To increase the conversion rate on your landing page, you should implement best practices as a baseline, then continuously test changes and measure the results.

Truth be told, even conventional wisdom can backfire. When you creating landing pages, there are far too many nuanced issues that no single article online can address. Even the most well-intentioned best practice guides cannot know enough about your audience to recommend something that will actually work.

I see this play out all the time. A startup will "do everything right" but doesn't see a lift in conversions. There are a couple of reasons why this might be the case:

  1. They are trying to account for micro factors, ignore the big picture
  2. There is no product-market fit yet and sending traffic to the landing page is equivalent to pouring water in a bucket without a bottom. It'll never fill up.
  3. The conversion lift is not meaningful despite appearing to be.

What are the landing page best practices?

I've written an entire blog post on landing page mistakes and how to fix them. If you follow that, you'll pretty much nail most of the best practices. But, this doesn't necessarily mean you'll see an instant or long-term improvement.

Sadly, there is no substitute for a qualitative assessment. No checklist or best practices can account for something that's not very obvious.

For example, if you were Netflix and you were advertising in Japan, you might never realize that the reason people are not signing up for your service is because you are offering a free trial. (see the Netflix onboarding case study) Why would that matter? Well, because in Japan people consider free trials to mean inferior products.

Crazy, right? But... that is why you need qualitative analysis to get a deep understanding of your audience and the market. No amount of blind A/B testing on Netflix's landing page would yield meaningful lifts in conversions in Japan.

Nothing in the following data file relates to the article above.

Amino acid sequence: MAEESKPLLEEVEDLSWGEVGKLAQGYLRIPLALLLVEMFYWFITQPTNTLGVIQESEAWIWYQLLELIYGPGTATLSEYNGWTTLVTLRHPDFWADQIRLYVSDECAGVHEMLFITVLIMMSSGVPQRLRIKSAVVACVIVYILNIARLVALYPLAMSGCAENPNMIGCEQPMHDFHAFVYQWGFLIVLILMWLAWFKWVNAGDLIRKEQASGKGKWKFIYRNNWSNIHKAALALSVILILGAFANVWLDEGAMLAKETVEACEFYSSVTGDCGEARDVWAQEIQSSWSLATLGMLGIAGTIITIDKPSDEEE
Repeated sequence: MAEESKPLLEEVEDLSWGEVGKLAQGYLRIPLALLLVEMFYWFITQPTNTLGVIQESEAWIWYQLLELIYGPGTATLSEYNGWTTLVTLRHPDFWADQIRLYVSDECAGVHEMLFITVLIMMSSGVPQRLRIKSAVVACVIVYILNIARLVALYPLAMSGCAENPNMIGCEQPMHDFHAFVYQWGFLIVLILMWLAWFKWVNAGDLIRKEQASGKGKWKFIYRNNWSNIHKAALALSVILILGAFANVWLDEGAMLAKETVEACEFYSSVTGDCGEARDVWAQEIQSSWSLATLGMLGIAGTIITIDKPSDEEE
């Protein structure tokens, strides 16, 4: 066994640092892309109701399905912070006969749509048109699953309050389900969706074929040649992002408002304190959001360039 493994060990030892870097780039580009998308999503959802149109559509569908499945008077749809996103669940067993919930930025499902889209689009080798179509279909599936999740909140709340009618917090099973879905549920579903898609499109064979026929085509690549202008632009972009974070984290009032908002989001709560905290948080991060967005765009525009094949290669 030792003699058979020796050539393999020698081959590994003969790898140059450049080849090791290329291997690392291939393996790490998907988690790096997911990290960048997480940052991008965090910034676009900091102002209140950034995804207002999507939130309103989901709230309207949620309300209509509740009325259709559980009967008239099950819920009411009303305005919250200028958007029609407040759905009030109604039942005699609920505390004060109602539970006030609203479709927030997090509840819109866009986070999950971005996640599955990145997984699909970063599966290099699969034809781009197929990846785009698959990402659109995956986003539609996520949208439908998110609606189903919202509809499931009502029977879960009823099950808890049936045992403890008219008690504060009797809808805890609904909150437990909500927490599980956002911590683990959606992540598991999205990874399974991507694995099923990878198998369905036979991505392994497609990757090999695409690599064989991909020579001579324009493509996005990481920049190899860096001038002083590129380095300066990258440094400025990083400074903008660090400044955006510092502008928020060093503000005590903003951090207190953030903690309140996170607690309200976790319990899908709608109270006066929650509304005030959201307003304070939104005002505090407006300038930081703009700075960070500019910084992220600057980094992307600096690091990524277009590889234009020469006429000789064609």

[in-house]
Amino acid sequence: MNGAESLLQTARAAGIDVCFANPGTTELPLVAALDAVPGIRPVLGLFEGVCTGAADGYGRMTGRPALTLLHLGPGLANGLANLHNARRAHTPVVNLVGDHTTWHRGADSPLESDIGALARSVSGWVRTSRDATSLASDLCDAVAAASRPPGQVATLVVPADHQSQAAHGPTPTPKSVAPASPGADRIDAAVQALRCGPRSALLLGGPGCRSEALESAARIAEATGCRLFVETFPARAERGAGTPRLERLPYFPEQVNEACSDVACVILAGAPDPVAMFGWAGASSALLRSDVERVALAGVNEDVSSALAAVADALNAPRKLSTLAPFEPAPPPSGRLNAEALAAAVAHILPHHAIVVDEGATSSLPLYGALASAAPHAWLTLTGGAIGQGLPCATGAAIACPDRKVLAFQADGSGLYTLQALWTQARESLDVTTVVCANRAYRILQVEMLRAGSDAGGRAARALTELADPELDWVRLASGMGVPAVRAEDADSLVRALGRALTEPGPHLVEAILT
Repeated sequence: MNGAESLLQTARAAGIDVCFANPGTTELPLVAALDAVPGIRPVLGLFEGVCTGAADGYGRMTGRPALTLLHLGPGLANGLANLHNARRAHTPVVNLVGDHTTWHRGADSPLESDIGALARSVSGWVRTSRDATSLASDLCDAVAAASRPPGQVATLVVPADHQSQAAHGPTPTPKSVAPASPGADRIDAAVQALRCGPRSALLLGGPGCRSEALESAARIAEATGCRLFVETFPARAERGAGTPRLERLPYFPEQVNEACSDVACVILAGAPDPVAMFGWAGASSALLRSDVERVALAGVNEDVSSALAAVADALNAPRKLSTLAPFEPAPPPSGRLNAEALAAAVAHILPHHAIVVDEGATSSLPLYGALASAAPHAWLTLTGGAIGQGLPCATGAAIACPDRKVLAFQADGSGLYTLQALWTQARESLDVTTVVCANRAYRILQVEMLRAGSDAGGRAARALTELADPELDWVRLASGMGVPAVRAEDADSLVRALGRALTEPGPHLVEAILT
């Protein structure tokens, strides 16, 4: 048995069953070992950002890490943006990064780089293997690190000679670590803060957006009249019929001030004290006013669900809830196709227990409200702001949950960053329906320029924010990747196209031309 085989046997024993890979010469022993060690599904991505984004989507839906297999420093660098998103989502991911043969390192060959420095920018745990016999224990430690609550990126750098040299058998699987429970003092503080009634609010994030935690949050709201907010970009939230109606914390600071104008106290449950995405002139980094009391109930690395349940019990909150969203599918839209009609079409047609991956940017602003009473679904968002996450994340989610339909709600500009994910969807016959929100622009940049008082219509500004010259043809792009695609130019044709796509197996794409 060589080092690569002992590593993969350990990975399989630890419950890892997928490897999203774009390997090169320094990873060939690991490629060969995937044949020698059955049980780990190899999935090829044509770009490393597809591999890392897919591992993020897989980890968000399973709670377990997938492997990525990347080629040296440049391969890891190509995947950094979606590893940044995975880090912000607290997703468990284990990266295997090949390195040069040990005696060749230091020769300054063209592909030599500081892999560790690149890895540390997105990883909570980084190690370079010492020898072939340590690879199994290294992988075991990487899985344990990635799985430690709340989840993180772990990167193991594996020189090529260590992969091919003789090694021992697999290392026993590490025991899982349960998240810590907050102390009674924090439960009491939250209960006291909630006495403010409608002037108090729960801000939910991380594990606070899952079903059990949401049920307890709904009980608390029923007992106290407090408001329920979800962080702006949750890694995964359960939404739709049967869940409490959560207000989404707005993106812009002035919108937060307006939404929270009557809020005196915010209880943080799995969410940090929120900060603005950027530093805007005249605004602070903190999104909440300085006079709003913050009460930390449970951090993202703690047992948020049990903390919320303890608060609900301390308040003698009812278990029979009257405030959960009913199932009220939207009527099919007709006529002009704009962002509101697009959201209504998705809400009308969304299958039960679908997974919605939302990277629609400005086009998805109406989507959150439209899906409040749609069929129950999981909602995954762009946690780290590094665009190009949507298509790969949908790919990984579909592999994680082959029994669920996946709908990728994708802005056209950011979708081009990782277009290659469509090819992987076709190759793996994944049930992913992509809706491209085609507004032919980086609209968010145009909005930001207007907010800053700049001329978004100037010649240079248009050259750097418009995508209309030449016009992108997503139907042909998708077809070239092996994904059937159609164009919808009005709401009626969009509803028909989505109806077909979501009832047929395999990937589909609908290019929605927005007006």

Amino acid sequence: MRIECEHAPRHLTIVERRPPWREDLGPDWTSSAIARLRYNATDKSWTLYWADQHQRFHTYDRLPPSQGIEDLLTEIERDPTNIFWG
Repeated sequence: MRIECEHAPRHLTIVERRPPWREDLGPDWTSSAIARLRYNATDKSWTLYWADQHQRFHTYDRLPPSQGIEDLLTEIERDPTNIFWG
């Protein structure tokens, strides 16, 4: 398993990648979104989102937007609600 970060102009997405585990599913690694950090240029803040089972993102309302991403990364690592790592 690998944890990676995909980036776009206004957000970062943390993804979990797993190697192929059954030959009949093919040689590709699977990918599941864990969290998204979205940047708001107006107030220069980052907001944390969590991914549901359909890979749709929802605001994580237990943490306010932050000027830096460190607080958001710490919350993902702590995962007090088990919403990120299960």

Knowing all of this,  you can still fix quite a few obvious mistakes and at least raise the baseline from which you start testing. Here is a very quick recap of some of the things to look out for when creating your first pages:

  1. Cater to the appropriate product awareness levels
  2. Segment your visitors and create separate landing pages for audience types and their needs
  3. Address objections
  4. Design for clarity and simplicity
  5. Make it very clear what you are selling, who it benefits, how, and why they should buy or try the thing.
  6. Don't ask for a huge commitment, offer free trials, single-field signups
  7. Offer free trials
  8. Keep your words simple, you're not impressing anyone with fancy terms
  9. Add testimonials, reviews, ratings so people know they are not buying something no one else has touched.
  10. Add urgency and scarcity to the page
  11. Test big changes first. Once you have found a format that works better, start testing smaller changes on the page.
  12. Try shorter pages. Fewer things to read leads to more time for signing up.

My best recommendation to have a meaningful lift in conversions is to have someone do professional qualitative analysis for your startup. If you've tried all of the best practices but never noticed any significant differences in conversions, it might be because you've been working with people who are oblivious to truly understanding your business and your audience. It is not uncommon for people to come to me after working with agencies who failed to do even the basic qualitative analysis.